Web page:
Updating my showerhead: a review

This week’s blog post was written by WCO intern Laura Keys.

This past October the Athens-Clarke County Water Conservation Office gave away 500 low-flow showerheads. On numerous occasions as I was handing them out, the recipient would ask me, “So have you used one? How are they?” I would sheepishly admit that I had not, in fact, tried them yet but had heard good things about them.

The WCO is poised to do another even bigger showerhead giveaway, and I figured it was time to sample the wares so I could give people my informed opinion. So here are the details of my experience with a new low-flow showerhead: the chrome-finished Niagara Sava Spa 2515 showerhead.

Not how I want my shower to feel.

Before I removed my old showerhead, I measured how much water was actually flowing out of it. I was surprised to measure 3.5 gallons per minute (gpm) because it was rated at a maximum flow of 2.5 gpm!! In the past we never turned the shower on fully because it felt like we were being blasted by a firehose, and now I understand why.

Using a set of pliers, I twisted off the old showerhead and removed the rubber washer, which was covered in black grime and might not have been seated correctly against the showerhead. (I don’t know why the showerhead produced more flow than it was rated for, but several generations of rental house neglect probably didn’t help.)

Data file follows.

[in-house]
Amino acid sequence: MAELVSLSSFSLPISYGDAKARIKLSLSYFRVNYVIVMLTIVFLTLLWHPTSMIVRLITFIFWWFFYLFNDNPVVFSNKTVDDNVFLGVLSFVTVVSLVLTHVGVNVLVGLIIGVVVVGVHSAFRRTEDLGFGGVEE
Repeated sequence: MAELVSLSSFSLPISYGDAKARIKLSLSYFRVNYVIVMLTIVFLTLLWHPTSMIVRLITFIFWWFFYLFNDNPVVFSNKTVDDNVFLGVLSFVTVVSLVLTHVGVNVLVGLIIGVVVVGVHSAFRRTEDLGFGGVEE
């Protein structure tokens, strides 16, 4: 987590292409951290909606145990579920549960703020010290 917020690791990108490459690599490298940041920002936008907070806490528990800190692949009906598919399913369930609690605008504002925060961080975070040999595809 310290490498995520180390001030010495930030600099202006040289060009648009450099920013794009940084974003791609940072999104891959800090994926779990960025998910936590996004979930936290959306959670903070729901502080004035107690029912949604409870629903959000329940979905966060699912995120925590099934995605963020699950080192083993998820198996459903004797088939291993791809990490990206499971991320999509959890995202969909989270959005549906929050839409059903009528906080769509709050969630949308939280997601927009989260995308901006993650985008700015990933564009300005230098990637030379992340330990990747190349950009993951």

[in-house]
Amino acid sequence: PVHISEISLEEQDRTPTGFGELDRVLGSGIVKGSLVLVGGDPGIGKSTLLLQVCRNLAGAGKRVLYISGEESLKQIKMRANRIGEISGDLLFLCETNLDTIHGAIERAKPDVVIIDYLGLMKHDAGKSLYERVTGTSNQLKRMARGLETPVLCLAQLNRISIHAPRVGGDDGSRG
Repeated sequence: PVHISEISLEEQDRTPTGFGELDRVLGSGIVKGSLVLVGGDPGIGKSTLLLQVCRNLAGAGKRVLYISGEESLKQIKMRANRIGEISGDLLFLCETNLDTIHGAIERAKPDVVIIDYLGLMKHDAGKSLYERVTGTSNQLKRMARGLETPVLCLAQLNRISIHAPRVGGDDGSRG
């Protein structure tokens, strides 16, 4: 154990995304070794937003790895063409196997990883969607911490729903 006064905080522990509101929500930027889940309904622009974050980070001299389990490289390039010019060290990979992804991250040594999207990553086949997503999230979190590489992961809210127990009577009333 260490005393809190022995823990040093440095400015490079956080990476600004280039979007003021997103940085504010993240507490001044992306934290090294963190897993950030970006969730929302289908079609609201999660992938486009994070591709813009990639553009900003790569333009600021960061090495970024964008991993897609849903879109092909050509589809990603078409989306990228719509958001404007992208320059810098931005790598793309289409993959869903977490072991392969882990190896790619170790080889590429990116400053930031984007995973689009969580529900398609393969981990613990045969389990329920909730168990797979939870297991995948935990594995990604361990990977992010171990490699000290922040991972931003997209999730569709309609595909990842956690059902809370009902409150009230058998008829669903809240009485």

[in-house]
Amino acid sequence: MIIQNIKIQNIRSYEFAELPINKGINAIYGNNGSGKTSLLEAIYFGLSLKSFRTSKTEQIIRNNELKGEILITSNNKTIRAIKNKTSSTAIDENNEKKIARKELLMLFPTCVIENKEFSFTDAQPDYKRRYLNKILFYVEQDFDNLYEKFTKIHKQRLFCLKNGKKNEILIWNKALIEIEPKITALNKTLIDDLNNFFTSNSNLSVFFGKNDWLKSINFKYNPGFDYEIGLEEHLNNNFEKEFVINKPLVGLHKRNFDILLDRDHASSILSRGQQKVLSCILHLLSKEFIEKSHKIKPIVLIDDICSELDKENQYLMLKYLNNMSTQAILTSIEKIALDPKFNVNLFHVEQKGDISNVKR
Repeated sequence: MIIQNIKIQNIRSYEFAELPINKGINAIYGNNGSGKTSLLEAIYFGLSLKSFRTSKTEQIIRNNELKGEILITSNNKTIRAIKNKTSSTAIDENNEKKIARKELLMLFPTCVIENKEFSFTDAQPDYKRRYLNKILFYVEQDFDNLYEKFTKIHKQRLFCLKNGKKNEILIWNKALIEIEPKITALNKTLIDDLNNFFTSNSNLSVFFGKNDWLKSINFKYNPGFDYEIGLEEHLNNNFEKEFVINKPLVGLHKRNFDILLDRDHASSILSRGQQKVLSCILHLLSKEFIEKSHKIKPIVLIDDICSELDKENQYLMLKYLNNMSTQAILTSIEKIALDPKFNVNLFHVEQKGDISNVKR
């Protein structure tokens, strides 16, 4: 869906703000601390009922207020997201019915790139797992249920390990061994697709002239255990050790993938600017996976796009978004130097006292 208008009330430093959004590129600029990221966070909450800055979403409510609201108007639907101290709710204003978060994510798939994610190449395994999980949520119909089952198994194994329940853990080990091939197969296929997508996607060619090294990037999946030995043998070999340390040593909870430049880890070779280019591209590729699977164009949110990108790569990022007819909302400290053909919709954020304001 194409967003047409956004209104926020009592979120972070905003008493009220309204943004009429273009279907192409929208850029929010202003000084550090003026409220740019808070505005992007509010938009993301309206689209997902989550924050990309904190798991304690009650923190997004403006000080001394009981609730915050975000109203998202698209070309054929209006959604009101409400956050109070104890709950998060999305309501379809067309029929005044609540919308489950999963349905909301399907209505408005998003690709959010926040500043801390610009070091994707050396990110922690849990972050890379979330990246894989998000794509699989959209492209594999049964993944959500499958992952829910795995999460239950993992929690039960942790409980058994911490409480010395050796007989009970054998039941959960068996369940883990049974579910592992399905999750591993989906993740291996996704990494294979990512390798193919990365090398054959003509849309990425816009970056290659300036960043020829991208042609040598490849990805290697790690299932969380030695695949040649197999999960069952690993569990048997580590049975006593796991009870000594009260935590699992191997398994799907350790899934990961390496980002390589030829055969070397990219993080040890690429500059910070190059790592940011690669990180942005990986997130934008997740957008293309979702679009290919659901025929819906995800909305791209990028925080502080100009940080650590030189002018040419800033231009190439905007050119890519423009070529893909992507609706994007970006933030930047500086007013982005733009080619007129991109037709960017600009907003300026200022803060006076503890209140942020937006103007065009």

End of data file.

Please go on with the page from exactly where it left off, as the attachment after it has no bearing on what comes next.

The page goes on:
Then I installed the new showerhead, twisting it into place by hand and giving it an extra quarter twist using pliers. (Using small pliers scuffed up the finish a little bit. A big wrench probably would have been better, oops.) I measured the flow out of it and saw that it was hitting a perfect 1.5 gpm, as it should have been.

The final task was to actually try it out. When I first turned the shower on to its maximum flow, it was sort of a weird sensation… a nice full spray, but with a much lighter feel. As soon as my hair was fully wet, I didn’t notice a difference anymore, and shampooing/conditioning my hair took the same time as usual. So it was a pretty quick adjustment period. Another pretty sweet advantage: my shower usually lasts under 10 minutes, but I often run out of hot water before then because our water heater is teeny-tiny. Besides saving water and money on my shower, I didn’t run out of hot water because less was being used in the same period of time!

This new showerhead will be a big money-saver, too. It retails for around $10, though I used it for free. (My old showerhead was free since it came with the house, so no difference there.) But here’s the water cost-savings for the next year: assuming eight 8-minute showers a week from my household for 50 weeks of the year, the cost of water would be $23.23. With my old showerhead, running it fully would cost $54.21, and partly running it at 2.5gpm would cost $38.72.

So I call this new showerhead a total victory. Sleek appearance? Check. Good water pressure? Check. Hot showers? Check. Saving money? Check. Saving water? Double-check. Stay tuned for the next showerhead giveaway!